Co-aggregation of pro-inflammatory S100A9 with alpha-synuclein in Parkinson's disease: ex vivo and in vitro studies2018In: Journal of Neuroinflammation, ISSN 1742-2094, E-ISSN 1742-2094, Vol. 15, article id 172Article in journal (Refereed)
    Abstract [en]

    Background: Chronic neuroinflammation is a hallmark of Parkinson's disease (PD) pathophysiology, associated with increased levels of pro-inflammatory factors in PD brain tissues. The pro-inflammatory mediator and highly amyloidogenic protein S100A9 is involved in the amyloid-neuroinflammatory cascade in Alzheimer's disease. This is the first report on the co-aggregation of alpha-synuclein (alpha-syn) and S100A9 both in vitro and ex vivo in PD brain.

    Methods: Single and sequential immunohistochemistry, immunofluorescence, scanning electron and atomic force (AFM) microscopies were used to analyze the ex vivo PD brain tissues for S100A9 and alpha-syn location and aggregation. In vitro studies revealing S100A9 and alpha-syn interaction and co-aggregation were conducted by NMR, circular dichroism, Thioflavin-T fluorescence, AFM, and surface plasmon resonance methods.

    Results: Co-localized and co-aggregated S100A9 and alpha-syn were found in 20% Lewy bodies and 77% neuronal cells in the substantia nigra; both proteins were also observed in Lewy bodies in PD frontal lobe (Braak stages 4-6). Lewy bodies were characterized by ca. 10-23 mu m outer diameter, with S100A9 and alpha-syn being co-localized in the same lamellar structures. S100A9 was also detected in neurons and blood vessels of the aged patients without PD, but in much lesser extent. In vitro S100A9 and alpha-syn were shown to interact with each other via the alpha-syn C-terminus with an apparent dissociation constant of ca. 5 mu M. Their co-aggregation occurred significantly faster and led to formation of larger amyloid aggregates than the self-assembly of individual proteins. S100A9 amyloid oligomers were more toxic than those of alpha-syn, while co-aggregation of both proteins mitigated the cytotoxicity of S100A9 oligomers.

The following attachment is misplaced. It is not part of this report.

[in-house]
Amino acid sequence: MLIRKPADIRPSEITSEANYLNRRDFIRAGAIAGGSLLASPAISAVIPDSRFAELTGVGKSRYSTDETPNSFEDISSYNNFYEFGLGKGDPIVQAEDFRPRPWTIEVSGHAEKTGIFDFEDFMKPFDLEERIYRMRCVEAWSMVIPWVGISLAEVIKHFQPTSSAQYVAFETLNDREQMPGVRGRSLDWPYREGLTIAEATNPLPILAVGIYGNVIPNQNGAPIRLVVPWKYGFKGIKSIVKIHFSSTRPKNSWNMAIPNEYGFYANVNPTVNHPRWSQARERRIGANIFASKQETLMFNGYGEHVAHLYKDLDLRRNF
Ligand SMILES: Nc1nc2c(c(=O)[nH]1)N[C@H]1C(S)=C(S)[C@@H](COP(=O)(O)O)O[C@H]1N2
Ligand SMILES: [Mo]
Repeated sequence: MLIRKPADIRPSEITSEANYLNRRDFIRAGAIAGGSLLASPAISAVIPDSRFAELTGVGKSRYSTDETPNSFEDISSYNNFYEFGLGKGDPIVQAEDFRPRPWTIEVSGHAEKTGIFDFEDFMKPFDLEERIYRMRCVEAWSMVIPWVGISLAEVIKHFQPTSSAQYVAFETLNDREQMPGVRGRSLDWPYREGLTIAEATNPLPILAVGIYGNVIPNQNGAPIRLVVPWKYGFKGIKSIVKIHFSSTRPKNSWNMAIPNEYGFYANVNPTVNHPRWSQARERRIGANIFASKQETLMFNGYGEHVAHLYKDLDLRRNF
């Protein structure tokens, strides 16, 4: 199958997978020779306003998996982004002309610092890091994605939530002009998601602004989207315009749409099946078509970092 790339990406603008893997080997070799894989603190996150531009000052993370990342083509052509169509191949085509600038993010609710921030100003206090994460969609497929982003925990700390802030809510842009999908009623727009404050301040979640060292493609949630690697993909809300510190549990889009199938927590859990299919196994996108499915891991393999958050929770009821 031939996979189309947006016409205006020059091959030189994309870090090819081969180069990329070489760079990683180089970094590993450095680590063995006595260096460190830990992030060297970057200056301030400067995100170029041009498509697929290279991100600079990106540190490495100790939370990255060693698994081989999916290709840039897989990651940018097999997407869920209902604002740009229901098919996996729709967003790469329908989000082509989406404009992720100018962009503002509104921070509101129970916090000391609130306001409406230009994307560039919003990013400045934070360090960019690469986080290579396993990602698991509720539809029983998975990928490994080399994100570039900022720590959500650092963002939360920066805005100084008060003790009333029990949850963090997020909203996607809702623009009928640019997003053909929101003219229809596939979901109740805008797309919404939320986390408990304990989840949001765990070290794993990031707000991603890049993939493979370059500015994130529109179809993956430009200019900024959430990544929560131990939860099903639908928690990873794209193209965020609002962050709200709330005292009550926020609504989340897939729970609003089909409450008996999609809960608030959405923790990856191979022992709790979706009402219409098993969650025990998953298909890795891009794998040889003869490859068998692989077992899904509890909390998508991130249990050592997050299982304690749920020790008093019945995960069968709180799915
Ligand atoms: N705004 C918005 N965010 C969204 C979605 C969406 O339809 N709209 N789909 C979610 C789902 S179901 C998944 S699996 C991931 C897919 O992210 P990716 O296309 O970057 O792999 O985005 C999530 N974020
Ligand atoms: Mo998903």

Conclusions: We suggest that sustained neuroinflammation promoting the spread of amyloidogenic S100A9 in the brain tissues may trigger the amyloid cascade involving alpha-syn and S100A9 and leading to PD, similar to the effect of S100A9 and A beta co-aggregation in Alzheimer's disease. The finding of S100A9 involvement in PD may open a new avenue for therapeutic interventions targeting S100A9 and preventing its amyloid self-assembly in affected brain tissues.

  • 3.
    Horvath, Istvan
    et al.
    Umeå University, Faculty of Medicine, Department of Medical Biochemistry and Biophysics.
    Jia, Xueen
    Umeå University, Faculty of Medicine, Department of Medical Biochemistry and Biophysics. Umeå University, Faculty of Science and Technology, Department of Physics.